The most important books in my life have arrived by providence. As a teenager, I stumbled upon one enormous literary discovery after another. My father gifted me his worn paperback editions of Galway Kinnell and James Wright when I was just fourteen; at sixteen, I found a coffee-stained copy of Raymond Carver's Where I'm Calling From (Atlantic Monthly Press, 1988) abandoned on a table at a local café. The work of American short story writer Andre Dubus arrived in a similarly serendipitous way.
During the bitterly cold February of my twenty-third year, I made a Sunday pilgrimage to an independent bookstore. It was a bland store—utilitarian metal bookshelves, unremarkable carpeting, humming fluorescent lights—but I could always count on the staff's recommendations. I had never heard of Dubus before, and it would be years of mispronunciation before I learned that his last name rhymes with "abuse," like "duh-byoos." But that day, Dancing After Hours (Knopf, 1996) leapt out at me.
I plucked the book from the shelf. On the back cover, comparisons to Anton Chekhov and Raymond Carver caught my eye, as did mentions of the obsessions I would soon come to understand were hallmarks of Dubus's work: tenderness, hurt, courage, redemption. I opened the paperback and submitted it to a test I would later discover Dubus himself was fond of: I read the opening lines of a few stories. By the end of the first line of "The Timing of Sin," I was ready to plunk down my twelve dollars: "On a Thursday night in early autumn she nearly committed adultery, was within minutes of consummating it, or within touches, kisses; it was difficult to measure by time or by her mouth and tongue and hands, or by his."
Over the next week, I carefully read each story in Dancing After Hours; over the following weeks, I reread the stories. And it wasn't long before I had collected and read everything Dubus had written. I quickly discovered that his work was not easy; the stories were fraught with hard moments of loneliness, heartache, violence, adultery, rape, murder, and abortion. "I think honest writers write about what bothers them," Dubus once said of his choice of subject matter.
Though some have found his narratives too dark or brooding, I was startled and impressed by the richness of the characters Dubus sketched. He populated his stories with complex characters that are neither all good nor all evil, neither all right nor all wrong—but none of them seemed completely beyond the possibility of redemption. This touch of kindheartedness amazed me. As I read, his characters became a part of my consciousness and my understanding of humanity: a young boy haunted by the urge to masturbate ("If They Knew Yvonne"); a young girl struggling with her weight ("The Fat Girl"); a wife caught in the moment of accepting and dealing with the consequences of her failed marriage ("Adultery"); a father hypnotized by the false hope promised by revenge ("Killings"); and another father, this one divorced, torn between doing what is "right" and protecting his daughter ("A Father's Story"). With a delicate touch that many writers lack, Dubus could skim the surface of sentimentality even as he graced his characters with quiet dignity.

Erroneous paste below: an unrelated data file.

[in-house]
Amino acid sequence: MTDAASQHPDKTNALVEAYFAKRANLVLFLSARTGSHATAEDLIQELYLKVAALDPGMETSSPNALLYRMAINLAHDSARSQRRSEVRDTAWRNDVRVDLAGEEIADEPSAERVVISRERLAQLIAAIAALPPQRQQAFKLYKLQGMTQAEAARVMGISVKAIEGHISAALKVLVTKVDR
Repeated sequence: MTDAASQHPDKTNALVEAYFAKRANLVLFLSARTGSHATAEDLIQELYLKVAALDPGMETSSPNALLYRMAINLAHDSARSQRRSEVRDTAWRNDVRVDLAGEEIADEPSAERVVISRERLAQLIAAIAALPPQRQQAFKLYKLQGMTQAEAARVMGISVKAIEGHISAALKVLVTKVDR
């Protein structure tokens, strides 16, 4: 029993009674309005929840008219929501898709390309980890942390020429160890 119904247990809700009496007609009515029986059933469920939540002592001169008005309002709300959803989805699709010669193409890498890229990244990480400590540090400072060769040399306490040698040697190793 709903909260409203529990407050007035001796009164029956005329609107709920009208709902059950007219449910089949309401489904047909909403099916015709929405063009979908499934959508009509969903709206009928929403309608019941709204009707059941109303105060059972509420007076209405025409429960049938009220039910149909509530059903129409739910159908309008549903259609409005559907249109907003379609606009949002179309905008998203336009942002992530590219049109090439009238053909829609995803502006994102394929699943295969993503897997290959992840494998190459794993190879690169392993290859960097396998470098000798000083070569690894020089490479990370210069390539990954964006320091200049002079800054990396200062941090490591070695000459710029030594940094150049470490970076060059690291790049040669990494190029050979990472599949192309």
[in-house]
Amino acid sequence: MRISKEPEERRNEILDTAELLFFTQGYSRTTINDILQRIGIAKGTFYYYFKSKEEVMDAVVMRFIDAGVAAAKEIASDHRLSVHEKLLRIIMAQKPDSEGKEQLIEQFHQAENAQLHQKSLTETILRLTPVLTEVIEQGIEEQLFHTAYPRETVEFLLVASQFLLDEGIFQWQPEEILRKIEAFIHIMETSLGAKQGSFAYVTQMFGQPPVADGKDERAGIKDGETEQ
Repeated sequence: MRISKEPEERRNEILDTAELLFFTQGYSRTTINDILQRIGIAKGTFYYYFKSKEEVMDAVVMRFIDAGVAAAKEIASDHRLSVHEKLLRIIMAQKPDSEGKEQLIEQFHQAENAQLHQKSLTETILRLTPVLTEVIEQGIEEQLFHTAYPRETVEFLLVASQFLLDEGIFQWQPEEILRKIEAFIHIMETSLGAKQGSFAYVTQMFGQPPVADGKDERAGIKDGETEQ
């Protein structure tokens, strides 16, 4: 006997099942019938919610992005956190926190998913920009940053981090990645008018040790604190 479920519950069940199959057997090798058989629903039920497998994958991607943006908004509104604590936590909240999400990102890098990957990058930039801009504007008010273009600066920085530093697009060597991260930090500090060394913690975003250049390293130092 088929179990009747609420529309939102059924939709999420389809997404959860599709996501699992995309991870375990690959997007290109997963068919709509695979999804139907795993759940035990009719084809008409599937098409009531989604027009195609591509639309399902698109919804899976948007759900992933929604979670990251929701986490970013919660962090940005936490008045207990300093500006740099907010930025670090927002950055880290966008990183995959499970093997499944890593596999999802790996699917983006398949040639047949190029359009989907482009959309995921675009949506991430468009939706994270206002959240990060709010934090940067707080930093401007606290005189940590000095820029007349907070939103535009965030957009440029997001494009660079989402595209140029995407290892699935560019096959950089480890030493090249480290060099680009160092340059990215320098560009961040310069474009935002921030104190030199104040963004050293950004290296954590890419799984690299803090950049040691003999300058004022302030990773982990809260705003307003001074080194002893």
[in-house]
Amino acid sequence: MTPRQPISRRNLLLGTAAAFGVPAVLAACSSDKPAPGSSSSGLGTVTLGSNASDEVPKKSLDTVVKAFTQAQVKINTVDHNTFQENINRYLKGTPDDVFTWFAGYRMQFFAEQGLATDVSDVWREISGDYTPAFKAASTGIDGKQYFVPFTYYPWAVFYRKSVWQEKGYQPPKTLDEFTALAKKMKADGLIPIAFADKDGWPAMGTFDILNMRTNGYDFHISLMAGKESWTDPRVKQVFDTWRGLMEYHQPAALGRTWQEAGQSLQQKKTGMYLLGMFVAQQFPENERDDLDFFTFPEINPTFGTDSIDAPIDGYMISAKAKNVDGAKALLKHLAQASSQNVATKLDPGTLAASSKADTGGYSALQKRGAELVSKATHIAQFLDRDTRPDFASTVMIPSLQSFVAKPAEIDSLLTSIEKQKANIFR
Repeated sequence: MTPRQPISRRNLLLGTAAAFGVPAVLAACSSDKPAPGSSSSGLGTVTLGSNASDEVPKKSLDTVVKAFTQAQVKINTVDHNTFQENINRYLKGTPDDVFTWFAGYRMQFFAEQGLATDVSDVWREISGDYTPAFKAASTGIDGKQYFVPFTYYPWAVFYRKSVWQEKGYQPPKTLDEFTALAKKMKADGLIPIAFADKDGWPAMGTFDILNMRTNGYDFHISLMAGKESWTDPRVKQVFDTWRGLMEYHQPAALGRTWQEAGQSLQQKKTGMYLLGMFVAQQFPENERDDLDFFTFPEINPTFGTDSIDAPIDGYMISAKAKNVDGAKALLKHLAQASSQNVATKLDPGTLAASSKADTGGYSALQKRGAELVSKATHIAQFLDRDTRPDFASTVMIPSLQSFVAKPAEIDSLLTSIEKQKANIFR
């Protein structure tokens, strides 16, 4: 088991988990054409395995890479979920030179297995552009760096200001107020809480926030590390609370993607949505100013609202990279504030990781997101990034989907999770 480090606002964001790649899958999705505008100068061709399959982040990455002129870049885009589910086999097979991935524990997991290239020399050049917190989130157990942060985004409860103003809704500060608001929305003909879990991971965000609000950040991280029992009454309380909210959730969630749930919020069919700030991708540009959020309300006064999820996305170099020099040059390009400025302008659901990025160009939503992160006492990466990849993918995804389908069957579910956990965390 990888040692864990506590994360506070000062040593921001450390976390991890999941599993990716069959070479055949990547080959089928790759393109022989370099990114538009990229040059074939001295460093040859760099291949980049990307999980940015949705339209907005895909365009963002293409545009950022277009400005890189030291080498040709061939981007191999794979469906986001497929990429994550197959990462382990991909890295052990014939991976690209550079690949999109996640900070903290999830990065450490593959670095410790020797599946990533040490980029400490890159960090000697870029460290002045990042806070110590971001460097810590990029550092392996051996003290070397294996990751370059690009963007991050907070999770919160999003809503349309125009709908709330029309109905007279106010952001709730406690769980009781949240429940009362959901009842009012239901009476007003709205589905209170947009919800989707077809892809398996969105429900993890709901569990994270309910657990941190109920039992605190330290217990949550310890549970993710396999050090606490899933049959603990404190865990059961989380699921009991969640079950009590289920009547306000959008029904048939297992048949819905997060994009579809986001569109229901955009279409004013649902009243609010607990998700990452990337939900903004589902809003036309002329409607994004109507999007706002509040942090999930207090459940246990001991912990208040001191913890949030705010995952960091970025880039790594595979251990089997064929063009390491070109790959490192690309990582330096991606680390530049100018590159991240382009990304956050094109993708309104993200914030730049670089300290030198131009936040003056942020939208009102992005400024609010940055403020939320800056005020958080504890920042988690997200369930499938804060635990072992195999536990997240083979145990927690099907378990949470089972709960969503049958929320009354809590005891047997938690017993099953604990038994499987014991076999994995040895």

I learned later that like so many of his inscrutable yet familiar characters, Dubus himself was a complex man. A thrice-divorced devout Catholic who fathered six children—including Andre Dubus III, the author of House of Sand and Fog (Norton, 1999)—by two women, Dubus was a barrel-chested ex-marine who liked a stiff drink and the occasional bar fight, but had a propensity to cry during schmaltzy movies. He could be distracted and distant at times, but many describe him as one of the most tender, sentimental people they've ever known.
I understand now that his writing has been a twofold gift in my life. As a writer, the short stories taught me about compression and point of view, and as a human being they gave me a deeper understanding of empathy and compassion.
Perhaps more than any other American writer of his generation, Andre Dubus was fiercely devoted to the short story. "I love short stories because I believe they are the way we live," Dubus once wrote. "They are what our friends tell us, in their pain and joy, their passion and rage, their yearning and their cry against injustice."
While his stories would eventually earn him fellowships from the Guggenheim and MacArthur Foundations, as well as the PEN/Malamud Award, the Rea Award for the Short Story, the Jean Stein Award from the American Academy of Arts and Letters, and nominations for a National Book Critics Circle Award and a Pulitzer Prize, Dubus struggled to find a foothold in a publishing world dominated by novels. His devotion to the short story kept him off the best-seller list, and even today Dubus remains largely unknown to the general public, praised instead as a "writer's writer." New readers are likely to have discovered Dubus by way of In the Bedroom and We Don't Live Here Anymore, two award-winning films adapted from his stories. Yet Dubus has influenced scores of today's short story practitioners, including Chris Offutt, Robert Olmstead, Tobias Wolff, and Monica Wood, and is greatly admired by E. L. Doctorow, John Irving, Stephen King, Elmore Leonard, and John Updike.